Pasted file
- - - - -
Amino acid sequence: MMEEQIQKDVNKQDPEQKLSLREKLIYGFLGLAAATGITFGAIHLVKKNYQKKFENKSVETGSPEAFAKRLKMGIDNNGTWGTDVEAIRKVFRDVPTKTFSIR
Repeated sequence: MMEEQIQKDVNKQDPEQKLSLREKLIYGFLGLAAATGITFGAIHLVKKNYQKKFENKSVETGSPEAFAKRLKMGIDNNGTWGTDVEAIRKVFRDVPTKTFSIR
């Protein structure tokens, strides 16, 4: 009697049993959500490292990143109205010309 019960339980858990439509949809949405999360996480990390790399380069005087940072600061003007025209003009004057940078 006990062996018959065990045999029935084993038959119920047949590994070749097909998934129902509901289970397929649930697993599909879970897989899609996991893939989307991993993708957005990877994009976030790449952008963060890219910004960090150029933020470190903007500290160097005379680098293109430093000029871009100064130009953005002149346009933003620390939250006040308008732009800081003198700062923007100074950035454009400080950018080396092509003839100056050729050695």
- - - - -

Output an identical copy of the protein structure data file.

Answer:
Amino acid sequence: MMEEQIQKDVNKQDPEQKLSLREKLIYGFLGLAAATGITFGAIHLVKKNYQKKFENKSVETGSPEAFAKRLKMGIDNNGTWGTDVEAIRKVFRDVPTKTFSIR
Repeated sequence: MMEEQIQKDVNKQDPEQKLSLREKLIYGFLGLAAATGITFGAIHLVKKNYQKKFENKSVETGSPEAFAKRLKMGIDNNGTWGTDVEAIRKVFRDVPTKTFSIR
């Protein structure tokens, strides 16, 4: 009697049993959500490292990143109205010309 019960339980858990439509949809949405999360996480990390790399380069005087940072600061003007025209003009004057940078 006990062996018959065990045999029935084993038959119920047949590994070749097909998934129902509901289970397929649930697993599909879970897989899609996991893939989307991993993708957005990877994009976030790449952008963060890219910004960090150029933020470190903007500290160097005379680098293109430093000029871009100064130009953005002149346009933003620390939250006040308008732009800081003198700062923007100074950035454009400080950018080396092509003839100056050729050695």